First candle

[Richard Armitage has stated repeatedly, the last time on December 23, 2009, that in lieu of a present at the holidays, he would prefer that you consider the needs of those less fortunate than him. All of the gifts I am giving him in this series of posts are notional. But in honor of the season, readers may wish to consider a donation in his honor to a group on his list of approved charities, which include the Salvation Army, an organization with outposts in many parts of the world outside of the UK.]

Happy Chanukkah, everyone! This is how the menorah looks on the first night. I stole this picture because this is exactly the style of menorah that I own; I got it eighteen years ago as my present on the first night from my then-boyfriend, who also taught me the prayers and rituals (for whatever reason, though I’d been a Jew for several years at that point, I hadn’t yet celebrated Chanukkah — it’s not a very important holiday in Judaism, and I went to a Presbyterian-affiliated college).

I’m not that great a singer, but I thought you might be amused by hearing me sing the big Chanukkah song, “Rock of Ages.” Below I sing the first verse in Hebrew and then in English. This was a kind of game I was playing awhile back when I was learning to use the iMovie software on my computer, so unfortunately you don’t get a neato graphic, but instead, the bank of bookshelves behind my desk in my office. Keep in mind in case you recognize titles that I am professionally employed to research and teach the history of Christianity. I keep the Judaica mostly at home. If you look closely you can see my copy of the Norton North & South and also Moving On.

German readers, you’ll recognize the tune of this ditty as very similar to “Nun freut Euch lieben Christen gmein.” That’s because this melody was a popular sixteenth-century folk tune. Jews used it for “Ma’oz tsur”; “Nun freut Euch liebe Christen gmein” (English: “Dear Christians One and All Rejoice”) is a contrafactum on the same melody — Luther, the author of that hymn, did it on purpose so people would learn his song faster. Why should the Devil have all the good tunes?

If you want to hear someone sing it who can really sing, here’s a nice link.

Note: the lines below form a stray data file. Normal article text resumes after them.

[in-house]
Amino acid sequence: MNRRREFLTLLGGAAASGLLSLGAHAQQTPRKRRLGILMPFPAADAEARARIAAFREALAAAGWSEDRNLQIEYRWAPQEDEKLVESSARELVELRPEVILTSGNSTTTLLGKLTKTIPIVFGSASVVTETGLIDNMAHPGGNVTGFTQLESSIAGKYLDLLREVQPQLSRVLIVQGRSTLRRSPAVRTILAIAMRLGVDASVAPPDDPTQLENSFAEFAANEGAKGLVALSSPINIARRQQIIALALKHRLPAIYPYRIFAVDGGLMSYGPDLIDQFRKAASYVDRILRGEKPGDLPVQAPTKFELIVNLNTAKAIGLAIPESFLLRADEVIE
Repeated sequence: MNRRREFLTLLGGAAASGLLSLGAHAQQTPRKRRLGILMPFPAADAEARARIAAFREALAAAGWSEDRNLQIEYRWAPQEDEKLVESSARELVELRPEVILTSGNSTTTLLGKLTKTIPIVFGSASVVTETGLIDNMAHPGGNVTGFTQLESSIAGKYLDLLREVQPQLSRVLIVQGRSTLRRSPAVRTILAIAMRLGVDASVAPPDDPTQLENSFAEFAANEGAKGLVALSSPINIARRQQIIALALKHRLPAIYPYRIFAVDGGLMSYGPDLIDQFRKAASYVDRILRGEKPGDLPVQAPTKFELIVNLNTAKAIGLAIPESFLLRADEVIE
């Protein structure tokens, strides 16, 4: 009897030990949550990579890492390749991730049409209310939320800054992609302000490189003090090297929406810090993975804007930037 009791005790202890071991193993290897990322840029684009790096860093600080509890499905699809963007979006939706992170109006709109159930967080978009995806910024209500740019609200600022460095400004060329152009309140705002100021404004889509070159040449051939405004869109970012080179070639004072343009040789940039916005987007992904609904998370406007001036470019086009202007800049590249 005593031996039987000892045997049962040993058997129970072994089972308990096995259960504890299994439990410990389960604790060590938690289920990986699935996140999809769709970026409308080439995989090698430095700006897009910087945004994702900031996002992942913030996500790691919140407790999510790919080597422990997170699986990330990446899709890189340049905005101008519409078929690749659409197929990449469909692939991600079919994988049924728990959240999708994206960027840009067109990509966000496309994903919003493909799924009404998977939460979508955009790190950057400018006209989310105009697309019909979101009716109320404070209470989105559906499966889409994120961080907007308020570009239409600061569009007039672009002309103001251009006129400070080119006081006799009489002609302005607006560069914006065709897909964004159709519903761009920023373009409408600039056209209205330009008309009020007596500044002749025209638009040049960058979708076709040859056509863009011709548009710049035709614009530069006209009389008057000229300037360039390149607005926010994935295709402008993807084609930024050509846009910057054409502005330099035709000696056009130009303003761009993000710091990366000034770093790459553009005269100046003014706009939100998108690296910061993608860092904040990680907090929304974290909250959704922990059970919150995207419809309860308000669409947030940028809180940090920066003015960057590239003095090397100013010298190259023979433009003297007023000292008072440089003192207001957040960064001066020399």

Anyway, eight days of this holiday, so I won’t shoot all my ammo tonight, but rather impart little pieces of information and rumination as I go on. Of course, in the United States, where it has to compete with Christmas, Chanukkah is the holiday for presents, sometimes one on every night of the holiday. What would I give Mr. Armitage on the first night? Well, I would have given him a coupon for the role of his choice in the coming year. However, I figure Thorin Oakenshield in The Hobbit is a pretty serious “role of his choice,” and he’ll be busy now for quite some time. So since he said recently that he’d never buy champagne for himself, I decided instead that for the first night I’d like to give him some champagne to celebrate getting through the very strenuous year (Clarissa, Spooks, Strike Back, Captain America, all the audiobooks, and all the voiceovers) and then getting cast in such a dream role.

Personally, I’ve always liked Piper-Heidsieck — it’s not one of the ones you always see in the stores in the U.S., like Veuve Cliquot, Moët et Chandon, or Taittinger, but it’s popular in Germany, and I have bought quite a few bottles of it over the years to celebrate important events, such as important academic milestones of friends. It’s reliable and it has a quality I really like in both sparkling and other wines, namely an extremely mineral undertone that makes it taste bone dry.

So that’s what I’m getting him. Here’s to you, Mr. Armitage. Congratulations on all your success this year: cheers!